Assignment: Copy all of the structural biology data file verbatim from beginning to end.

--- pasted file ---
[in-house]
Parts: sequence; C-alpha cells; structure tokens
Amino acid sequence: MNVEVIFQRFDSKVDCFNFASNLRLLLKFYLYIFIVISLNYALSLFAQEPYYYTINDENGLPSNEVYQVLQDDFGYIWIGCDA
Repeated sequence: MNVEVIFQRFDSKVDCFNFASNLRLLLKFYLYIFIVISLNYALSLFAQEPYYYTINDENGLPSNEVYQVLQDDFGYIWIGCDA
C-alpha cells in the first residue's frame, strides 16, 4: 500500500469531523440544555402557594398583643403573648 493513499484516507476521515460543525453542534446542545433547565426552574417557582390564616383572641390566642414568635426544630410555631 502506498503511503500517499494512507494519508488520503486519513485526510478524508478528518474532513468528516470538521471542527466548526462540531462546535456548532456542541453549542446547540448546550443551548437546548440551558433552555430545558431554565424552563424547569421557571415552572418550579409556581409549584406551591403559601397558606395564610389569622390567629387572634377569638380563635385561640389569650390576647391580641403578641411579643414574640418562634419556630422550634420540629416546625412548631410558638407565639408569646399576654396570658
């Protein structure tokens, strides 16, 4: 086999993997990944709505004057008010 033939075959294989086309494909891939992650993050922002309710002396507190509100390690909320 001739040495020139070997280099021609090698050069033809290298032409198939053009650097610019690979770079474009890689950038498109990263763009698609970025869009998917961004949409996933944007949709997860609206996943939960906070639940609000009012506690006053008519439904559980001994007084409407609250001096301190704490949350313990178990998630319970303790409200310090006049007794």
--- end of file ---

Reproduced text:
[in-house]
Parts: sequence; C-alpha cells; structure tokens
Amino acid sequence: MNVEVIFQRFDSKVDCFNFASNLRLLLKFYLYIFIVISLNYALSLFAQEPYYYTINDENGLPSNEVYQVLQDDFGYIWIGCDA
Repeated sequence: MNVEVIFQRFDSKVDCFNFASNLRLLLKFYLYIFIVISLNYALSLFAQEPYYYTINDENGLPSNEVYQVLQDDFGYIWIGCDA
C-alpha cells in the first residue's frame, strides 16, 4: 500500500469531523440544555402557594398583643403573648 493513499484516507476521515460543525453542534446542545433547565426552574417557582390564616383572641390566642414568635426544630410555631 502506498503511503500517499494512507494519508488520503486519513485526510478524508478528518474532513468528516470538521471542527466548526462540531462546535456548532456542541453549542446547540448546550443551548437546548440551558433552555430545558431554565424552563424547569421557571415552572418550579409556581409549584406551591403559601397558606395564610389569622390567629387572634377569638380563635385561640389569650390576647391580641403578641411579643414574640418562634419556630422550634420540629416546625412548631410558638407565639408569646399576654396570658
């Protein structure tokens, strides 16, 4: 086999993997990944709505004057008010 033939075959294989086309494909891939992650993050922002309710002396507190509100390690909320 001739040495020139070997280099021609090698050069033809290298032409198939053009650097610019690979770079474009890689950038498109990263763009698609970025869009998917961004949409996933944007949709997860609206996943939960906070639940609000009012506690006053008519439904559980001994007084409407609250001096301190704490949350313990178990998630319970303790409200310090006049007794």